7Jesus Anzano et al., Atomic Spectroscopy Direct Determination of Aluminum in Archaeological Clays by Laser-Induced Breakdown Spectroscopy, Analytical Letters, 38: 1957-1965, 2005 copyright Taylor & Francis, Inc.
8John Scaffidi et al., Emission Enhancement Mechanisms in Dual-Pulse LIBS, Jan. 1, 2006 / Analytical Chemistry, 8 pages.
9M. Corsi et al., Three-dimentional analysis of laser induced plasmas in single and double pulse configuration, Spectrochimica Acta Part-B Atomic Spectroscopy 59 (5): 723-235 May 21, 2004, abstract only, 1 page.
10M. Kuzuya et al., Quantitative analysis of ceramics by laser-induced breakdown spectroscopy, Spectrochimica Acta Part-B Atomic Spectroscopy 58 (5): 957-965 May 30, 2003, abstract only, 1 page.
11P. Yaroshchyk et al., A semi-quantitative standard-less analysis method for laser-induced breakdown spectroscopy, Spectrochimica Acta Part-B Atomic Spectroscopy 61 (2): 200-209 Feb. 2006, abstract only, 1 page.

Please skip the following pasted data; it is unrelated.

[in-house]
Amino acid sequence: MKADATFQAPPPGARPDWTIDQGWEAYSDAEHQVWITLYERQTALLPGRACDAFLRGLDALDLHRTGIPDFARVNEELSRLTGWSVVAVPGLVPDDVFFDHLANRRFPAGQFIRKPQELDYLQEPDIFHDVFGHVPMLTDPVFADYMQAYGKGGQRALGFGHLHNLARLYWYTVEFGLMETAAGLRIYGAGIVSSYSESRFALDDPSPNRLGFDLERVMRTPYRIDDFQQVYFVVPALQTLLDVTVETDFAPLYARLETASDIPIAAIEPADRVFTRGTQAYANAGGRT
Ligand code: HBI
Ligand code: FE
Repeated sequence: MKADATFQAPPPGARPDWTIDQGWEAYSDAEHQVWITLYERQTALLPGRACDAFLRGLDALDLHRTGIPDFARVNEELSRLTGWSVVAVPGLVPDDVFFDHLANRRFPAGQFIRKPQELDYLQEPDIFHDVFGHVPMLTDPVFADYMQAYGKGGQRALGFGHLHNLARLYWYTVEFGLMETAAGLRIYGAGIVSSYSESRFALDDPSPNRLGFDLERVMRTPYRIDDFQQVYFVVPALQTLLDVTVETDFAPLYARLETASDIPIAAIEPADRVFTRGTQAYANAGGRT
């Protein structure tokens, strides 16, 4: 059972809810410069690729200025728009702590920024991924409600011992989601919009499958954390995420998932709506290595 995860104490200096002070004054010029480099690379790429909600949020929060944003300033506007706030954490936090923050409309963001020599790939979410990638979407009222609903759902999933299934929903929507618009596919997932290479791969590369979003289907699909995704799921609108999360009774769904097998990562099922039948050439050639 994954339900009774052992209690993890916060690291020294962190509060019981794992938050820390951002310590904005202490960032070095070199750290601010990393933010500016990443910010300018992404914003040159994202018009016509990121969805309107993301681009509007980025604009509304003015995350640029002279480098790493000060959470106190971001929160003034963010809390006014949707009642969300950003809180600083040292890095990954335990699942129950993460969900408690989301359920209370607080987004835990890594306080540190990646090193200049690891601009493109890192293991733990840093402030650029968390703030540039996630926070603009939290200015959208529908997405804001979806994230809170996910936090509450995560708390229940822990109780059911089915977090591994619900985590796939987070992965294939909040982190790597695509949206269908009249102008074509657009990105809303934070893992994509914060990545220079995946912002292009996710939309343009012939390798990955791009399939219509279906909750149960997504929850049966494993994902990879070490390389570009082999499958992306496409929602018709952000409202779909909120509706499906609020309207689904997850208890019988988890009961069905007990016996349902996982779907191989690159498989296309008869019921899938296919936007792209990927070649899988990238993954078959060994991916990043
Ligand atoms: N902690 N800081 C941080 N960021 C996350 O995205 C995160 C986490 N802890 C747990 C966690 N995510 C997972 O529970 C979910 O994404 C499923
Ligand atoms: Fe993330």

12S.K. Sharma et al., Spectrochim, Acta part A: Mol. Biomol. Spectrosc (2007), doi: 10.1016/j.saa.2007.06.045. 10 pages.
13Sir Johon Townsend, Electricity in Gases, 1915 Oxford University Press, London.
Referenced by
Citing PatentFiling datePublication dateApplicantTitle
US8724097May 14, 2012May 13, 2014Alakai Defense Systems, Inc.Optical hazard avoidance and method
Classifications
U.S. Classification356/73, 356/301
International ClassificationG01N21/00
Cooperative ClassificationG01N21/65, G01N21/718, G01N2021/1793, G01N2021/637, G01N2021/655, G01J3/443
European ClassificationG01N21/71F, G01N21/65, G01J3/443
Legal Events
DateCodeEventDescription
Dec 8, 2009ASAssignment
Owner name: ALAKAI DEFENSE SYSTEMS, INC.,FLORIDA